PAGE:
Project Leader

Dr. Jörn Engelmann
Phone: +49 7071 601-704
Fax: +49 7071 601-702
joern.engelmann[at]tuebingen.mpg.de

Current and former Lab members

 
Dr. Aneta Keliris
(PostDoc)
 
Dr. Sven Gottschalk
(PostDoc)
 
Dr. Rajendra Joshi
(PostDoc)
 
Dr. Deepti Jha
(former PhD student & PostDoc)
 
Dr. Ritu Mishra
(former PhD student & PostDoc)
 
Dr. Wu Su
(former PhD student)
 

External Collaborators

 
Dr. Anurag Mishra, Prof. David Parker
(Durham University, UK)
 
Prof. Silvio Aime
(University of Torino, IT)
 
Dr. Wolfgang Koestner, Prof. Martin G. Sauer,
Matthias Hardtke-Wolenski, Dr. Elmar Jaeckel
(Hannover Medical School, DE)
 
Dr. Sandra Ueberberg
(Ruhr-University Bochum, DE)
 
PD Dr. Stephan Schneider
(St. Vinzenz-Hospital Cologne, DE)
 
Prof. Hermann A. Mayer
(University of Tübingen, DE)
 
 
 

 

Novel Contrast Agents for MRI

Localization of one of the novel MR contrast agents (green fluorescence) inside cells.
Magnetic Resonance Imaging (MRI) offers a non-invasive means to map structure and function by sampling the amount, flow and environment of water protons in vivo. Contrast agents increase the intrinsic contrast generated in MR images. They are routinely used to enhance regions, tissues and cells that are magnetically similar but histologically distinct.
 
New classes of 'targeted' and 'smart' MR contrast agents are being developed to report on the physiological status or metabolic activity of biological systems. But commonly used contrast agents are often restricted to the extracellular or vascular space or show only inefficient delivery into cells. The goal is therefore to develop new cell-specific contrast agents which are either internalized or trapped selectively in or on the target cells for structural MRI studies or tracking of cells in vivo by MRI. For this purpose, a small group of chemists and biologists/biochemists is working together e.g. on the
 
 
 
·         Development of novel targeted contrast agents, evaluation of their biochemical properties, and the in vitro and in vivo application for MRI at (ultra)high field magnets.
·         Development of novel vectors for the efficient internalization of the contrast agents into cells.
·         Design and synthesis of molecular sensors for specific accumulation of the probes inside the target cells.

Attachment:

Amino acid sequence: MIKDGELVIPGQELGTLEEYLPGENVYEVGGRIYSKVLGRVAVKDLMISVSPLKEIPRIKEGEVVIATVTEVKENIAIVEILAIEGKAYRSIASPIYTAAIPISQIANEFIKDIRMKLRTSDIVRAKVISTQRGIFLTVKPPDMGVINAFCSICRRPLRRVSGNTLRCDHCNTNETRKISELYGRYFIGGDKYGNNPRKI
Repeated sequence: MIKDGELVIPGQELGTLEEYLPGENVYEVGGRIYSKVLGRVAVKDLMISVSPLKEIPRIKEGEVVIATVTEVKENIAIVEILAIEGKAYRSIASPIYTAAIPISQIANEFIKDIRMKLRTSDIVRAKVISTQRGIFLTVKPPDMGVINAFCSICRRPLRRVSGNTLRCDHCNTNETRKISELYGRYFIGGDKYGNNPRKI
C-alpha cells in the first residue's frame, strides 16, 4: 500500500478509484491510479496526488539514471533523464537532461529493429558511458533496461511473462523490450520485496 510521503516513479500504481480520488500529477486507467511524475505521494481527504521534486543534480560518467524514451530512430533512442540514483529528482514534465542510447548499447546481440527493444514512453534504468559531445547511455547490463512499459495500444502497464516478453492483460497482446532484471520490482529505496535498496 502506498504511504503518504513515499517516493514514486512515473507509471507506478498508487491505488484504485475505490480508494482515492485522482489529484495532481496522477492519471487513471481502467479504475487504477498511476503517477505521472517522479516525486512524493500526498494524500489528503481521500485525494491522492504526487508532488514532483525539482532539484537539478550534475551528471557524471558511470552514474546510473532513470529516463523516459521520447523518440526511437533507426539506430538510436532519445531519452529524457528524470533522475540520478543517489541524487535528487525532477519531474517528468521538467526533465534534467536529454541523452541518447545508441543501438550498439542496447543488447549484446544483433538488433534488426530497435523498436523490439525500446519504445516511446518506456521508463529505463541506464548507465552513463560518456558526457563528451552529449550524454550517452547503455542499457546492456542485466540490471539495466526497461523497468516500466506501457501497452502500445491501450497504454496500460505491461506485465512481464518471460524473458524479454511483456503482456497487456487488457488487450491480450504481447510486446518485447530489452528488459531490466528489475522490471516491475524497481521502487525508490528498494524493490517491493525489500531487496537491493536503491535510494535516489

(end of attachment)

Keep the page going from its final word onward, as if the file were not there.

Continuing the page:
·         Coupling to multifunctional nanomolecular structures (e.g nanoparticles or dendrimers) to enhance the sensitivity of the contrast agent based MRI.
 
Aside of MRI several other techniques, like fluorescence spectroscopy and microscopy, are used to test the new probes in cultured cells and in vivo.
 
These studies are done in collaboration with the High-Field MR and Methodology group of the MRZ and the chemistry group of the Dept. Physiology of Cognitive Processes at the institute as well as external partners e.g. at the University of Tübingen or the Hannover Medical School.


 Our main projects currently are:

 

Intracellular targeting (enzyme and mRNA targeting)

In recent years several, mainly intracellularly targeted CA were developed by our group. Enzymes (model: β-galactosidase) and mRNA (model: mRNA of red fluorescent protein DsRed) were chosen as cellular targets. Although these CA efficiently enhanced the contrast in MR images of labeled cells (even when low micromolar concentrations were applied), a high unspecific background signal in non-targeted cells prevented a successful in vivo application so far. The intracellular localization of the CA (e.g. cytosol vs. endosomes) is not only crucial for a specific interaction and accumulation in the target cells but also for the efficacy of MR contrast enhancement. Even a significantly higher accumulation can be insufficient to increase contrast in MR images when the CA is predominantly located in endosomes or lysosomes.

A new approach to reduce the unspecific background signal in non-targeted cells is followed by using 19F MRI and an enzyme targeted probe where the 19F signal will be only detectable after the action of the enzyme. The synthesized probe was successfully tested in solution and the proof of concept in cells and in vivo in a tumor model expressing β-galactosidase is in progress.

 

New vectors

To circumvent endosomal entrapment we were also looking for new vector molecules (e.g. cell penetrating peptides, CPP) showing optimized cellular distribution. This study was leading to a novel cysteine rich peptide, CyLoP-1, which is able to transport efficiently various cargo molecules (e.g. the bioactive pro-apoptotic SmacN7-peptide) into the cytosol. When coupled to a Gadolinium chelate it is a potent MR CA strongly reducing relaxivity quenching effects due to endosomal entrapment.